• Evidence that processes have been carried out as planned
  • Evidence to demonstrate conformity of products and services to requirements
  • Results of review of requirements related to products and services
  • Confirmation that design and development requirements have been met
  • Inputs and outputs of the design and development process
  • Design and development controls and changes
  • Results of evaluation, monitoring of performance, and re-evaluation of external providers
  • Information on external products, including retention periods and disposition requirements
  • Definition of characteristics of the products and services, including the activities to be performed and the results to be achieved
  • Validation and control of special processes
  • Results of production process verification
  • Information necessary to maintain traceability when this is required
  • What occurs when customer property is damaged, lost, or unusable
  • The results of changes to the production and service provisions
  • Release of product or service to the customer, including the person authorizing the release
  • Process for nonconformity control
  • Actions taken on nonconforming process outputs, products, and services, including concessions obtained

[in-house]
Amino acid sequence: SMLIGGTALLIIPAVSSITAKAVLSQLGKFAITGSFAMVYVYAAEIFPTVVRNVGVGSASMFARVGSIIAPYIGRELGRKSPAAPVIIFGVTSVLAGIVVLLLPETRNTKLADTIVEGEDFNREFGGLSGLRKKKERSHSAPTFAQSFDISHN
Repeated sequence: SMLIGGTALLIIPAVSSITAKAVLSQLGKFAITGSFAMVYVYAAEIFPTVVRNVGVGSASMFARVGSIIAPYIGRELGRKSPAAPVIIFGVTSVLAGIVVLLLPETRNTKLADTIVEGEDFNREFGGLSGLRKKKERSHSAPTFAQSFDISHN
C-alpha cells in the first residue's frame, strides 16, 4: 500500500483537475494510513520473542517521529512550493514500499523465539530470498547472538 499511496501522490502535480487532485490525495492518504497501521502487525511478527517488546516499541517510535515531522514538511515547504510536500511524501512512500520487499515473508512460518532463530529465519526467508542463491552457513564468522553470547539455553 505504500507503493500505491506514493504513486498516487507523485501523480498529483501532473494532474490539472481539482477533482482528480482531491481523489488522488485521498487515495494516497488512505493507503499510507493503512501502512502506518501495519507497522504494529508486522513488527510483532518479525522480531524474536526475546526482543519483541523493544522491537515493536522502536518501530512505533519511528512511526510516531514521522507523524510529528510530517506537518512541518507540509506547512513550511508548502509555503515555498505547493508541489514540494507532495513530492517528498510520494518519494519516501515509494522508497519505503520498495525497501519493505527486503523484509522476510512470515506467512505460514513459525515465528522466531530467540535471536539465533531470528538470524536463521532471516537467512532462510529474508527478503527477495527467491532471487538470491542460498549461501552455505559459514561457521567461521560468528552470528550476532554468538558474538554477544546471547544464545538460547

• Results of monitoring and measurement activities
  • Evidence of the implementation of the audit program and audit results
  • Evidence of the results of the management review
  • Process for nonconformity and corrective action
  • Evidence of the nonconformities and actions taken, and the results of any corrective actions

Do you need to change your processes to comply with the new approach?

The AS9100 standard has never been prescriptive, meaning it does not tell you how you must implement the requirements. So, this means that if you want to keep your current process for document and record control, even the documented procedure that is in place, then this is an acceptable way to implement the requirements on documented information. If you will confuse your employees by changing these terms from “documents and records” to “documented information,” then don’t. Just ensure that everything that is required for the AS9100 standard is included in your QMS.

On the other hand, if you currently have two separate procedures for control of documentation and control of records, and see a benefit from combining them into one procedure with simplified requirements, this is the ideal time to do it. Remember, the AS9100 requirements are there to help you to find ways to control your processes and improve them; they should never get in the way of you finding benefits in your QMS.

Want to find out more about the AS9100 Rev D implementation process? Download the Diagram of AS9100 Rev D Implementation Process.

Advisera Mark Hammar
Mark Hammar
Mark Hammar is a Certified Manager of Quality / Organizational Excellence through the American Society for Quality and has been a Quality Professional since 1994. Mark has experience in auditing, improving processes, and writing procedures for Quality, Environmental, and Occupational Health & Safety Management Systems, and is certified as a Lead Auditor for ISO 9001, AS9100, and ISO 14001.